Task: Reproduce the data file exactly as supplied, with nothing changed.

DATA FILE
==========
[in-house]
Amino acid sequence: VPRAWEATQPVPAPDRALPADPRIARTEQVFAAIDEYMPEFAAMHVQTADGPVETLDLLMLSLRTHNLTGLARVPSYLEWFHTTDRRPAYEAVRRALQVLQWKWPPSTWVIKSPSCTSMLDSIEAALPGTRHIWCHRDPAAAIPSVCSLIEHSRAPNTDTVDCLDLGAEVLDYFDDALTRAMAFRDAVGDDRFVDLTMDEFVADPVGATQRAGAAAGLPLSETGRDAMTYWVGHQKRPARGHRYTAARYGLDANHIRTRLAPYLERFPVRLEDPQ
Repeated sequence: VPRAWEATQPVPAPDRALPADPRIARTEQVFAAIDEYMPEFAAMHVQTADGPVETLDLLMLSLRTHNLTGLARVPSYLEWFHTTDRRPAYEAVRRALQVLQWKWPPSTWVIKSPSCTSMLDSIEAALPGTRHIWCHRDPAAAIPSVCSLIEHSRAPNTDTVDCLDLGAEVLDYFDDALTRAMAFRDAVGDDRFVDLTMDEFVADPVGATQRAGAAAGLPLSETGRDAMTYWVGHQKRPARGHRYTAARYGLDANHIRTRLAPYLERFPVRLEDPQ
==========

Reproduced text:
[in-house]
Amino acid sequence: VPRAWEATQPVPAPDRALPADPRIARTEQVFAAIDEYMPEFAAMHVQTADGPVETLDLLMLSLRTHNLTGLARVPSYLEWFHTTDRRPAYEAVRRALQVLQWKWPPSTWVIKSPSCTSMLDSIEAALPGTRHIWCHRDPAAAIPSVCSLIEHSRAPNTDTVDCLDLGAEVLDYFDDALTRAMAFRDAVGDDRFVDLTMDEFVADPVGATQRAGAAAGLPLSETGRDAMTYWVGHQKRPARGHRYTAARYGLDANHIRTRLAPYLERFPVRLEDPQ
Repeated sequence: VPRAWEATQPVPAPDRALPADPRIARTEQVFAAIDEYMPEFAAMHVQTADGPVETLDLLMLSLRTHNLTGLARVPSYLEWFHTTDRRPAYEAVRRALQVLQWKWPPSTWVIKSPSCTSMLDSIEAALPGTRHIWCHRDPAAAIPSVCSLIEHSRAPNTDTVDCLDLGAEVLDYFDDALTRAMAFRDAVGDDRFVDLTMDEFVADPVGATQRAGAAAGLPLSETGRDAMTYWVGHQKRPARGHRYTAARYGLDANHIRTRLAPYLERFPVRLEDPQ